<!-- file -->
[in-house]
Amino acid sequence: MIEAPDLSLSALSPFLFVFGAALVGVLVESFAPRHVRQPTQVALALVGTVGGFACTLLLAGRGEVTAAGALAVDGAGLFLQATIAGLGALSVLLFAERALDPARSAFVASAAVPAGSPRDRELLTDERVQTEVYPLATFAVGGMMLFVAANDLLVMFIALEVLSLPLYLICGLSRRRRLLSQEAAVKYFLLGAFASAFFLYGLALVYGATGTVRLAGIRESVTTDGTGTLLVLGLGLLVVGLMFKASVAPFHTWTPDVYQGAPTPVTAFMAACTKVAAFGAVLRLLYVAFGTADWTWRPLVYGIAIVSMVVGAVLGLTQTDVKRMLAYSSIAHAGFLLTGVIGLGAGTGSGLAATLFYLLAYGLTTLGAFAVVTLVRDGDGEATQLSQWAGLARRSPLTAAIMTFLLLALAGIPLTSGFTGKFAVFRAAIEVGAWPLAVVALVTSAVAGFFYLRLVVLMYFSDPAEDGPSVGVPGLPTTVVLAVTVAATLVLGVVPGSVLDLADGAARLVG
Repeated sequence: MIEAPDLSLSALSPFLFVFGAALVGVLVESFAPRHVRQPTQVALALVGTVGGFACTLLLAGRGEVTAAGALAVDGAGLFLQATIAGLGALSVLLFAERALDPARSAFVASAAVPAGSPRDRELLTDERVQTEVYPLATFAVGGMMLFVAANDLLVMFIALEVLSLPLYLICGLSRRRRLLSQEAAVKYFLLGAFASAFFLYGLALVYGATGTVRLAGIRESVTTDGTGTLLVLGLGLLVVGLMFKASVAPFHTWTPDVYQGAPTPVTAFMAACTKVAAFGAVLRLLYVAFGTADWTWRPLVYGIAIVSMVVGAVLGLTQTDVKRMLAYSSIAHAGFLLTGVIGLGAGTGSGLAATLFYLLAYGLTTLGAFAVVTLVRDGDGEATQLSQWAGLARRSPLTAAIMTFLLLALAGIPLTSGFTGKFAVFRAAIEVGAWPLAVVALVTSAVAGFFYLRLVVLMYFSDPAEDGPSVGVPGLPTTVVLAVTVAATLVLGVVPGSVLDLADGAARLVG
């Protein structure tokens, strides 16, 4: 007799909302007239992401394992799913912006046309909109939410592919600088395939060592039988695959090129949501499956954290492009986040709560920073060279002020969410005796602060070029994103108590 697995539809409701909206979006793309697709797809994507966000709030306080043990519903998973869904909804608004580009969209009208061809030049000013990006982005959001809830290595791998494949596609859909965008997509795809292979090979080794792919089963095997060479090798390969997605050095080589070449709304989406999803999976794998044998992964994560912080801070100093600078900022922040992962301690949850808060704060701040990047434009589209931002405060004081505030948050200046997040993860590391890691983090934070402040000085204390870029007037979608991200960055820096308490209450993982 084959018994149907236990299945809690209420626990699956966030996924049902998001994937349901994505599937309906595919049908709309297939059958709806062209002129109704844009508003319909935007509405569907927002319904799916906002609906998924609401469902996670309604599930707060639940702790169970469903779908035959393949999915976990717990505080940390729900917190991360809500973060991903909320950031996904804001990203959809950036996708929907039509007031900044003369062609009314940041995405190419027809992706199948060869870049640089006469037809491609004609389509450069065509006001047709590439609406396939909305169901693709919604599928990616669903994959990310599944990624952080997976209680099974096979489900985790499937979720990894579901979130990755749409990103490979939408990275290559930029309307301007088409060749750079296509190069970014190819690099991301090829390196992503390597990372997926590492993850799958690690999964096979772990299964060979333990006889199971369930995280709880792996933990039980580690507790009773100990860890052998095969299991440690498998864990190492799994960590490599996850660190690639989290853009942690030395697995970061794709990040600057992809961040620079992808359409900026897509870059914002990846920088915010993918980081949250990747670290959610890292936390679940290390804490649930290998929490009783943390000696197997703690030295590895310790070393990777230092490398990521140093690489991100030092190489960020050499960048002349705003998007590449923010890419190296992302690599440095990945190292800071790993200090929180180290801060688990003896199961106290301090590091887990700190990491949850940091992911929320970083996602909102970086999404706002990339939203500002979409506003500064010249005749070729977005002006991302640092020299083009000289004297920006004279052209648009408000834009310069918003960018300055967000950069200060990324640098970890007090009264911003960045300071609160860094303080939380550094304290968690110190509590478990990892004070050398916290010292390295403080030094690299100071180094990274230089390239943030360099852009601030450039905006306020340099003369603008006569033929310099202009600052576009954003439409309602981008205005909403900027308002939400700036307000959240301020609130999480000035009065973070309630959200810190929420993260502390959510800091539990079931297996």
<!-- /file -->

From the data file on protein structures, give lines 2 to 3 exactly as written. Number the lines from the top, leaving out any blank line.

Amino acid sequence: MIEAPDLSLSALSPFLFVFGAALVGVLVESFAPRHVRQPTQVALALVGTVGGFACTLLLAGRGEVTAAGALAVDGAGLFLQATIAGLGALSVLLFAERALDPARSAFVASAAVPAGSPRDRELLTDERVQTEVYPLATFAVGGMMLFVAANDLLVMFIALEVLSLPLYLICGLSRRRRLLSQEAAVKYFLLGAFASAFFLYGLALVYGATGTVRLAGIRESVTTDGTGTLLVLGLGLLVVGLMFKASVAPFHTWTPDVYQGAPTPVTAFMAACTKVAAFGAVLRLLYVAFGTADWTWRPLVYGIAIVSMVVGAVLGLTQTDVKRMLAYSSIAHAGFLLTGVIGLGAGTGSGLAATLFYLLAYGLTTLGAFAVVTLVRDGDGEATQLSQWAGLARRSPLTAAIMTFLLLALAGIPLTSGFTGKFAVFRAAIEVGAWPLAVVALVTSAVAGFFYLRLVVLMYFSDPAEDGPSVGVPGLPTTVVLAVTVAATLVLGVVPGSVLDLADGAARLVG
Repeated sequence: MIEAPDLSLSALSPFLFVFGAALVGVLVESFAPRHVRQPTQVALALVGTVGGFACTLLLAGRGEVTAAGALAVDGAGLFLQATIAGLGALSVLLFAERALDPARSAFVASAAVPAGSPRDRELLTDERVQTEVYPLATFAVGGMMLFVAANDLLVMFIALEVLSLPLYLICGLSRRRRLLSQEAAVKYFLLGAFASAFFLYGLALVYGATGTVRLAGIRESVTTDGTGTLLVLGLGLLVVGLMFKASVAPFHTWTPDVYQGAPTPVTAFMAACTKVAAFGAVLRLLYVAFGTADWTWRPLVYGIAIVSMVVGAVLGLTQTDVKRMLAYSSIAHAGFLLTGVIGLGAGTGSGLAATLFYLLAYGLTTLGAFAVVTLVRDGDGEATQLSQWAGLARRSPLTAAIMTFLLLALAGIPLTSGFTGKFAVFRAAIEVGAWPLAVVALVTSAVAGFFYLRLVVLMYFSDPAEDGPSVGVPGLPTTVVLAVTVAATLVLGVVPGSVLDLADGAARLVG